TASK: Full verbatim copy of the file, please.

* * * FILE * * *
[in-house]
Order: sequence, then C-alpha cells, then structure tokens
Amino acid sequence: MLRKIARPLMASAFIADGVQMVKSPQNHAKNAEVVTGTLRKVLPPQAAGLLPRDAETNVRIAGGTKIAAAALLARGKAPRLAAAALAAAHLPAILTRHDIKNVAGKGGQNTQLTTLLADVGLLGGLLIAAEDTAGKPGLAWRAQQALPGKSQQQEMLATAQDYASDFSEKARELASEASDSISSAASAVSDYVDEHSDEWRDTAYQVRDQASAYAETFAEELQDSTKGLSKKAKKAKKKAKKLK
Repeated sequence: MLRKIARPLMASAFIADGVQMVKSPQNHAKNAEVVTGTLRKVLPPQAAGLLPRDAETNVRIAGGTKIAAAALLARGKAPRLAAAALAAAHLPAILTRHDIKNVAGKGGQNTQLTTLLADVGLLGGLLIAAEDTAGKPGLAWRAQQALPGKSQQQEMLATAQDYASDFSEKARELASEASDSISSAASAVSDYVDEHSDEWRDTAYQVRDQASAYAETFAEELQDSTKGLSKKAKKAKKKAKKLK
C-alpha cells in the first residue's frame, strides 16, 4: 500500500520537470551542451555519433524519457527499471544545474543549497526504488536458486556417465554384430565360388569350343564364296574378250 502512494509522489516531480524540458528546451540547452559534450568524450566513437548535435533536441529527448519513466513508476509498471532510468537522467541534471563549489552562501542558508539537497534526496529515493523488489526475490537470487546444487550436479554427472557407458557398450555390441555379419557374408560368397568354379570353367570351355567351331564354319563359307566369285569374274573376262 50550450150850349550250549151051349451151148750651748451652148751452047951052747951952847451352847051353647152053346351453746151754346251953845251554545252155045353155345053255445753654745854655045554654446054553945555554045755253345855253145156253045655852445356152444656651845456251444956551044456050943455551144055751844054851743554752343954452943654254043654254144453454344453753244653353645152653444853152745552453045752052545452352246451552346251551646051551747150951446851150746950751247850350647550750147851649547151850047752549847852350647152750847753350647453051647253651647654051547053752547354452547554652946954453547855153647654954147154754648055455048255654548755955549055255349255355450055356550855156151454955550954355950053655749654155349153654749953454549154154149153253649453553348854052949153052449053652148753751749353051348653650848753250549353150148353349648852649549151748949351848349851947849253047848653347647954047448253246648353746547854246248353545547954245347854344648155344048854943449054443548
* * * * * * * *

[in-house]
Order: sequence, then C-alpha cells, then structure tokens
Amino acid sequence: MLRKIARPLMASAFIADGVQMVKSPQNHAKNAEVVTGTLRKVLPPQAAGLLPRDAETNVRIAGGTKIAAAALLARGKAPRLAAAALAAAHLPAILTRHDIKNVAGKGGQNTQLTTLLADVGLLGGLLIAAEDTAGKPGLAWRAQQALPGKSQQQEMLATAQDYASDFSEKARELASEASDSISSAASAVSDYVDEHSDEWRDTAYQVRDQASAYAETFAEELQDSTKGLSKKAKKAKKKAKKLK
Repeated sequence: MLRKIARPLMASAFIADGVQMVKSPQNHAKNAEVVTGTLRKVLPPQAAGLLPRDAETNVRIAGGTKIAAAALLARGKAPRLAAAALAAAHLPAILTRHDIKNVAGKGGQNTQLTTLLADVGLLGGLLIAAEDTAGKPGLAWRAQQALPGKSQQQEMLATAQDYASDFSEKARELASEASDSISSAASAVSDYVDEHSDEWRDTAYQVRDQASAYAETFAEELQDSTKGLSKKAKKAKKKAKKLK
C-alpha cells in the first residue's frame, strides 16, 4: 500500500520537470551542451555519433524519457527499471544545474543549497526504488536458486556417465554384430565360388569350343564364296574378250 502512494509522489516531480524540458528546451540547452559534450568524450566513437548535435533536441529527448519513466513508476509498471532510468537522467541534471563549489552562501542558508539537497534526496529515493523488489526475490537470487546444487550436479554427472557407458557398450555390441555379419557374408560368397568354379570353367570351355567351331564354319563359307566369285569374274573376262 50550450150850349550250549151051349451151148750651748451652148751452047951052747951952847451352847051353647152053346351453746151754346251953845251554545252155045353155345053255445753654745854655045554654446054553945555554045755253345855253145156253045655852445356152444656651845456251444956551044456050943455551144055751844054851743554752343954452943654254043654254144453454344453753244653353645152653444853152745552453045752052545452352246451552346251551646051551747150951446851150746950751247850350647550750147851649547151850047752549847852350647152750847753350647453051647253651647654051547053752547354452547554652946954453547855153647654954147154754648055455048255654548755955549055255349255355450055356550855156151454955550954355950053655749654155349153654749953454549154154149153253649453553348854052949153052449053652148753751749353051348653650848753250549353150148353349648852649549151748949351848349851947849253047848653347647954047448253246648353746547854246248353545547954245347854344648155344048854943449054443548